74.             //NumCountStatic.Plus();
    75.             //text.text = "Num: " + NumCountStatic.num;
    76.         }
    77.     }
    78. }
    P.S.: The Loader Class should be unenabled in Scene1 and Scene2 because its Start function should be only used by PersistentScene and the LoadScene function is just for Onclick.
    I create the asset and set its int to 0, and in Scene1 whenever I press space and the int++ and there is a Text to show the int. And there is a button for the Scene change. So there are many different situations I have met:
    Situation 1: Part one. I enter play mode and press space, the int++ like this(the red characters are what I write manually):
    Part Two. When I exit the play mode without change scene and play again without select into other scenes, the number seems to store the data I have changed :

    Situation 2: Part One. The same Part One like Situation 1.
    Part Two. I shut down the editor or I select into other scenes, the number reset to 0 as if it lost the data changed by the GameObject.

    Situation 3: Part One. The same Part One like Situation 1.
    Part Two. I click the button to Scene2 and click the button in Scene2 to come back to Scene1, and the data seems to be lost again.

    Situation 4. I use the PersistentScene to load and unload between Scene1 and Scene2 just similar to the official tutorial of Adventure Game using the code about LoadSceneMode.Addtive which I have annotated and the data seems to be stored at runtime. But when I exit and play it again, the data just reset again.(The picture is to limit, I have to use text only... Pardon me for my first submit )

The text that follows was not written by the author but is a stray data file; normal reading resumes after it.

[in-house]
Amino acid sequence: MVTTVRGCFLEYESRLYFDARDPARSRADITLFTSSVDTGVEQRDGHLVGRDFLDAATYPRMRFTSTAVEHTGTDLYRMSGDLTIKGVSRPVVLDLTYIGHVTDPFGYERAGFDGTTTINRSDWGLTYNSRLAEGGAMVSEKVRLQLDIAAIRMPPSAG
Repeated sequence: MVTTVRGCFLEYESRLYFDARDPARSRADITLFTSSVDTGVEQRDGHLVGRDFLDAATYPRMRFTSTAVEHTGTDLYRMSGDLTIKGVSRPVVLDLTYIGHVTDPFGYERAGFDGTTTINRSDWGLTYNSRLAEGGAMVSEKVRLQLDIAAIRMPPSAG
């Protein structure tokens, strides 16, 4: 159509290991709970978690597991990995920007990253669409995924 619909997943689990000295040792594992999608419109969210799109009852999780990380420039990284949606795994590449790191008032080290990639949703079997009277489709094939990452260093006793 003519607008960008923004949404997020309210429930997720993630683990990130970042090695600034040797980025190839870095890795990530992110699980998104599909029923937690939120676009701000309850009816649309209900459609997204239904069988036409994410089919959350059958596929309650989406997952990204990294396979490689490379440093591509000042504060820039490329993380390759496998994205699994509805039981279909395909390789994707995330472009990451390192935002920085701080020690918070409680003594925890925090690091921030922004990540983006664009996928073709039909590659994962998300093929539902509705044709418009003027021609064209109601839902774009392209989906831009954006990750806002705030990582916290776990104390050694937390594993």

Situation 5. Without the PersistentScene, just like the first three situation. I add a line code of EditorUtility.SetDirty in my ScriptableObject. And it turns out to be that the data changed by GameObject becomes persistent even when I shut down the editor and I come back to find the asset data has surely been changed by the GameObject.

    Situation 6. I try to remove the SetDirty function but the data become still persistent until I delete the asset and create a new asset to be referenced by the GameObject and it becomes resettable again.

    Situation 7. This is a weird situation that when I change the num by inspector at Play Mode, for example I changed the num to 3, it comes to be two situation:
    Situation 7.1. I change the num by Inspector and exit without press space (I can press space before I change the num by Inspector). It turns out to be that the num has reset to 3, and works normally as same as the data which I set to 0 at first.
    Situation 7.2. I change the num by Inspector and then press space to change the data by GameObject, and exit. It turns out to be that the num works persistently as same as the SetDirty function does.